comscore Retired working military dog reunites with former handler in Honolulu | Honolulu Star-Advertiser
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Retired working military dog reunites with former handler in Honolulu

  • CRAIG T. KOJIMA / CKOJIMA@STARADVERTISER.COM
                                Sgt. Angela Cardone reunited with Bogi in Waikiki.

    CRAIG T. KOJIMA / CKOJIMA@STARADVERTISER.COM

    Sgt. Angela Cardone reunited with Bogi in Waikiki.

  • COURTESY PHOTO
                                Sgt. Angela Cardone with Bogi as a working military dog.

    COURTESY PHOTO

    Sgt. Angela Cardone with Bogi as a working military dog.

With a flash of recognition, Bogi, a 5-year-old Belgian Malinois, wagged her tail upon seeing her former handler, and knew she was home for good.

Bogi, a retired military dog, was reunited this morning with her original handler and trainer, Sgt. Angela Cardone of the U.S. Marine Corps at Queen Kapiolani Hotel in Waikiki, thanks to efforts by the nonprofit American Humane.

Bogi had been working in Iwakuni, Japan, since the age of 2, where she was trained by Cardone as a narcotics detection dog. They spent about two years working together until Cardone was re-assigned to Honolulu last summer.

This month, Bogi was medically retired due to a broken bone in her neck which prevents her from working or wearing a collar.

After more than a year apart, they were joyfully reunited, and Bogi’s new home is now in Honolulu.

American Humane’s military program helps cover travel costs and the logistics of reuniting a retired military dog with its former handler for formal adoption — a sometimes expensive and complicated process with a lot of paperwork.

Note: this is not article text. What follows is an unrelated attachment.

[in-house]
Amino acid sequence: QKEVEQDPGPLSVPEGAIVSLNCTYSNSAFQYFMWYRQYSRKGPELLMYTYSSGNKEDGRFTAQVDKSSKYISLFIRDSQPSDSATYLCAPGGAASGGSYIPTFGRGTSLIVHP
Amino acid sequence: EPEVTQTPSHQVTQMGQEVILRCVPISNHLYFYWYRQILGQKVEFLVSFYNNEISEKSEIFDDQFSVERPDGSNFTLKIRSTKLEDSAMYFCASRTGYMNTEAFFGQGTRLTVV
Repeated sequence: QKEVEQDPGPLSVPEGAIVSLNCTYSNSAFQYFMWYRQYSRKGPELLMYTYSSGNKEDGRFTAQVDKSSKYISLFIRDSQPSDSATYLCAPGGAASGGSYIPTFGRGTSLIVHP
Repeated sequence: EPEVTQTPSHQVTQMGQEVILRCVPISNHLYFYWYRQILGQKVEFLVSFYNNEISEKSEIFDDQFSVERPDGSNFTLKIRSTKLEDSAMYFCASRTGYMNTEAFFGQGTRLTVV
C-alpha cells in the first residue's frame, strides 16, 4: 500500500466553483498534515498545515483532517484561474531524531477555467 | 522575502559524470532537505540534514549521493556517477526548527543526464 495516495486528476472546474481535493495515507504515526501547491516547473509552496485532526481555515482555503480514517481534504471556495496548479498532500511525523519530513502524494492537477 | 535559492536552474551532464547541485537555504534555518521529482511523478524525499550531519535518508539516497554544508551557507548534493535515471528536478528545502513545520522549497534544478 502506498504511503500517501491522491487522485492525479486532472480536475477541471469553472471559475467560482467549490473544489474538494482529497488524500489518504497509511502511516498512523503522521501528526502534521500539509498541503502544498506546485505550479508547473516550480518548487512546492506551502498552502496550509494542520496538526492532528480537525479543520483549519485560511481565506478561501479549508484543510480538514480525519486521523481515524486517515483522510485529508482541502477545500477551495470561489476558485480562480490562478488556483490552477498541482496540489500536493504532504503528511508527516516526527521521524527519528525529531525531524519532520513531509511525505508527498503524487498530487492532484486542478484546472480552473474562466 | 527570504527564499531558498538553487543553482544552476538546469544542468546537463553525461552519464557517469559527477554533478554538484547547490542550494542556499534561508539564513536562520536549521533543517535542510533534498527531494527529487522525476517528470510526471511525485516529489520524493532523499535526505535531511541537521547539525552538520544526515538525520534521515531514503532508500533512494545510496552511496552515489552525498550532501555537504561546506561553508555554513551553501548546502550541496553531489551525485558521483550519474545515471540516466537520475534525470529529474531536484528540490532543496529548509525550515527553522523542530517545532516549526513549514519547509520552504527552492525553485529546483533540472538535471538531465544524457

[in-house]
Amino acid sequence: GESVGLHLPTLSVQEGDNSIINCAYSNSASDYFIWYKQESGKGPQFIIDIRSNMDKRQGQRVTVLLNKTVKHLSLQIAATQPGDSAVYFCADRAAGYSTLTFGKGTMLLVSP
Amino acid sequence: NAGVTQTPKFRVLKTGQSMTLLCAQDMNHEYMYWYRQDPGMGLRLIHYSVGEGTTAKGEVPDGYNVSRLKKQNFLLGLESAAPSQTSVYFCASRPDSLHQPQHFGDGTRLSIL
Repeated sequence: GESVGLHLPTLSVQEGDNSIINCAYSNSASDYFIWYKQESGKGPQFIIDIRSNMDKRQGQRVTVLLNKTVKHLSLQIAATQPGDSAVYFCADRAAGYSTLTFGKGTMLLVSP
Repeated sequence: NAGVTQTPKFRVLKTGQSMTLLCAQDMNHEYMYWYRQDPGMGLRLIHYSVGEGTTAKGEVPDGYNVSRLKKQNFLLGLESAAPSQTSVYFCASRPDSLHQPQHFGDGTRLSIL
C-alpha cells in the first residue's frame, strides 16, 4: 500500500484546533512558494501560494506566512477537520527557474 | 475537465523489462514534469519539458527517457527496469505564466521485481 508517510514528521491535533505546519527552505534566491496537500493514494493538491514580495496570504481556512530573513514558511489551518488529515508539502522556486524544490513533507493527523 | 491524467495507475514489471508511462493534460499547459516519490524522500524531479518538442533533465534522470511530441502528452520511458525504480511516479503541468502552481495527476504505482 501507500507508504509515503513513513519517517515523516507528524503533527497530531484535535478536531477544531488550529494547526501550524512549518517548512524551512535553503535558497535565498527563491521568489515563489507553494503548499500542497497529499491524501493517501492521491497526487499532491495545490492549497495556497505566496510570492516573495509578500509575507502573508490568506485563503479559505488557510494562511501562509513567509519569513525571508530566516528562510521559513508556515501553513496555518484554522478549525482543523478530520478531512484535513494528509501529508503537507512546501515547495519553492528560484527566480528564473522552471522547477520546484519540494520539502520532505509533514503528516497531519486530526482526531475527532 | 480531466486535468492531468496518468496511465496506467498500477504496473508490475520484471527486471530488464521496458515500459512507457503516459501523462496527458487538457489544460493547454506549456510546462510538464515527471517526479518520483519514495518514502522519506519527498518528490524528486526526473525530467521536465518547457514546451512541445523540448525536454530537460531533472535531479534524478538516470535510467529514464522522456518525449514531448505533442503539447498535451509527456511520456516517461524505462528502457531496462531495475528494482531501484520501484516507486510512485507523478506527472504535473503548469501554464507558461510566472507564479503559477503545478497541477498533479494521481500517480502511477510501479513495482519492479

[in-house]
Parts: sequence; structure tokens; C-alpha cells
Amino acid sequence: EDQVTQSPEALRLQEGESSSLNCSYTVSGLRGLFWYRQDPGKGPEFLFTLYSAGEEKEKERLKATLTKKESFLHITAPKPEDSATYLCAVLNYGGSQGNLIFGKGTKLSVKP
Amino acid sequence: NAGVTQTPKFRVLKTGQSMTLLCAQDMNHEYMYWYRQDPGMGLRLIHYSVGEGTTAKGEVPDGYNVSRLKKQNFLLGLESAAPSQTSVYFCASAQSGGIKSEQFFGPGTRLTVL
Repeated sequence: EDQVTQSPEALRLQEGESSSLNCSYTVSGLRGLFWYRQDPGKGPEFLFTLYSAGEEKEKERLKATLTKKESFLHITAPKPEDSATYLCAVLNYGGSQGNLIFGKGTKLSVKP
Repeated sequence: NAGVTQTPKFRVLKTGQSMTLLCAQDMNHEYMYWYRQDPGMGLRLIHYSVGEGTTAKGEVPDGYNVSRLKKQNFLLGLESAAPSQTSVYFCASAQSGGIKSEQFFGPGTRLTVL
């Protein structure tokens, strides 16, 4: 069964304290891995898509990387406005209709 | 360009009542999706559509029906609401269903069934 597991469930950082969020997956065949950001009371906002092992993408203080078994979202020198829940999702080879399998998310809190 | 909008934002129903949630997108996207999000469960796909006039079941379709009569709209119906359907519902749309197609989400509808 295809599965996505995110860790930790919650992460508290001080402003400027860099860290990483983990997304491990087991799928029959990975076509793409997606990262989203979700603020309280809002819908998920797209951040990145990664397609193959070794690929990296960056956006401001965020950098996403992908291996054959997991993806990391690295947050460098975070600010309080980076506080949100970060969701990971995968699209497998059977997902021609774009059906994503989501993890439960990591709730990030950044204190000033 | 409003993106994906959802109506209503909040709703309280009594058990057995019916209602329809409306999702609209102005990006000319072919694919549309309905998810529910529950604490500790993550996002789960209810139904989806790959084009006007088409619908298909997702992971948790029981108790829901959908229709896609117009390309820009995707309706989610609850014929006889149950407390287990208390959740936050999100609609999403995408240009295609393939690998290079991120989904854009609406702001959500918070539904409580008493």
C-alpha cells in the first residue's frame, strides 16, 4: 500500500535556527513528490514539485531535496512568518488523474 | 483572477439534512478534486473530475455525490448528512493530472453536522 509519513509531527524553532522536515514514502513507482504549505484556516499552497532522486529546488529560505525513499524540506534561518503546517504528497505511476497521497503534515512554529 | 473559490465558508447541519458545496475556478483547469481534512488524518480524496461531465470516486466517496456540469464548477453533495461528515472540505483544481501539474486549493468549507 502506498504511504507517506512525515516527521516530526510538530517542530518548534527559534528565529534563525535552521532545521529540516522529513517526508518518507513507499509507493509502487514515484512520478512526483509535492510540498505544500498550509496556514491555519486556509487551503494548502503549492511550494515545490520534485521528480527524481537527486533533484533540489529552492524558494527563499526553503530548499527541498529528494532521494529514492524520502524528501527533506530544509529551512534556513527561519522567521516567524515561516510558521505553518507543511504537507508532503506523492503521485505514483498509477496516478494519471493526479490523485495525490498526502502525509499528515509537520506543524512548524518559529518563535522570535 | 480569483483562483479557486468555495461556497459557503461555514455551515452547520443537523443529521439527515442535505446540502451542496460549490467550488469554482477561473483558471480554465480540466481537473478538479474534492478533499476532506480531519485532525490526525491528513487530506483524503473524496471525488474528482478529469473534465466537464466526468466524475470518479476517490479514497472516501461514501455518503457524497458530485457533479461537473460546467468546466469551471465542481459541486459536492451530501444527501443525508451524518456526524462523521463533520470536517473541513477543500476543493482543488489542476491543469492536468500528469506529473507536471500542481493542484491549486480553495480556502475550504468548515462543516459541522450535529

The military adopts out retired dogs, preferably to their former handler, according to Dr. Lesa Staubus, chief veterinary officer of American Humane, but sometimes they are geographically so far apart it can cost a lot.

With the Washington, D.C., nonprofit’s help, Bogi flew more than 4,000 miles across the ocean to reunite with Cardone.

“We do it because we care about animals,” said Staubus, , “but we also do it because we care about our service members and the importance of the human animal bond.”

Bogi is still young, and in good health, according to Staubus, and has plenty of years ahead of her as a pet.

Cardone, 22, was still in half disbelief that she would actually get to take Bogi home.

She planned to take Bogi to the pet store to get treats, to grab a puppuccino and eventually introduce her to Oahu’s beaches, dog parks and hiking trails.

When it came to doing her job for the military, Bogi was always good, she said, but now she can play.

“I’ve been looking forward to this,” she said. “She’s the sweetest dog you’ll ever meet.”

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